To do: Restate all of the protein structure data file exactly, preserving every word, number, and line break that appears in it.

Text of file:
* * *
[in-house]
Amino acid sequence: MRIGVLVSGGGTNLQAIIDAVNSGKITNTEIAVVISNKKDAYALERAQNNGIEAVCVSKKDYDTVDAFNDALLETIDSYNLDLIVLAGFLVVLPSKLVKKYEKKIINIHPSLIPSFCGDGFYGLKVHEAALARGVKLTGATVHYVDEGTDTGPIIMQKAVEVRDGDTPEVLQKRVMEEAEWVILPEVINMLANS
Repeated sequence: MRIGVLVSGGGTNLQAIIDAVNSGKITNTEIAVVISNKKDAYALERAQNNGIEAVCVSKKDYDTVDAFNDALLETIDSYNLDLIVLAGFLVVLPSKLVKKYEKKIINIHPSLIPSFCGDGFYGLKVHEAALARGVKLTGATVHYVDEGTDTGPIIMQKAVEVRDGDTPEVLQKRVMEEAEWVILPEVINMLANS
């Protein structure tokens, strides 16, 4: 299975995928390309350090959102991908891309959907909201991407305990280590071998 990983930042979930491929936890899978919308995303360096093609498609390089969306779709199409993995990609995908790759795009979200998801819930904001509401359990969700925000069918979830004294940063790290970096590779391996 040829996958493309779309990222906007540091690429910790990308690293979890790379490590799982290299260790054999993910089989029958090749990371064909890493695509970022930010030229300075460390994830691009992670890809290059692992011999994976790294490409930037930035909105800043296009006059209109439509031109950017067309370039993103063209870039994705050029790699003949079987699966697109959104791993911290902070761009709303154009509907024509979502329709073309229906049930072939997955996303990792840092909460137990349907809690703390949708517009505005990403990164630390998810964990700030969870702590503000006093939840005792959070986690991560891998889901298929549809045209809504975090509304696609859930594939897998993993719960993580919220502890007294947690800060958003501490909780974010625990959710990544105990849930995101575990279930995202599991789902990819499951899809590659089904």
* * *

[in-house]
Amino acid sequence: MRIGVLVSGGGTNLQAIIDAVNSGKITNTEIAVVISNKKDAYALERAQNNGIEAVCVSKKDYDTVDAFNDALLETIDSYNLDLIVLAGFLVVLPSKLVKKYEKKIINIHPSLIPSFCGDGFYGLKVHEAALARGVKLTGATVHYVDEGTDTGPIIMQKAVEVRDGDTPEVLQKRVMEEAEWVILPEVINMLANS
Repeated sequence: MRIGVLVSGGGTNLQAIIDAVNSGKITNTEIAVVISNKKDAYALERAQNNGIEAVCVSKKDYDTVDAFNDALLETIDSYNLDLIVLAGFLVVLPSKLVKKYEKKIINIHPSLIPSFCGDGFYGLKVHEAALARGVKLTGATVHYVDEGTDTGPIIMQKAVEVRDGDTPEVLQKRVMEEAEWVILPEVINMLANS
């Protein structure tokens, strides 16, 4: 299975995928390309350090959102991908891309959907909201991407305990280590071998 990983930042979930491929936890899978919308995303360096093609498609390089969306779709199409993995990609995908790759795009979200998801819930904001509401359990969700925000069918979830004294940063790290970096590779391996 040829996958493309779309990222906007540091690429910790990308690293979890790379490590799982290299260790054999993910089989029958090749990371064909890493695509970022930010030229300075460390994830691009992670890809290059692992011999994976790294490409930037930035909105800043296009006059209109439509031109950017067309370039993103063209870039994705050029790699003949079987699966697109959104791993911290902070761009709303154009509907024509979502329709073309229906049930072939997955996303990792840092909460137990349907809690703390949708517009505005990403990164630390998810964990700030969870702590503000006093939840005792959070986690991560891998889901298929549809045209809504975090509304696609859930594939897998993993719960993580919220502890007294947690800060958003501490909780974010625990959710990544105990849930995101575990279930995202599991789902990819499951899809590659089904």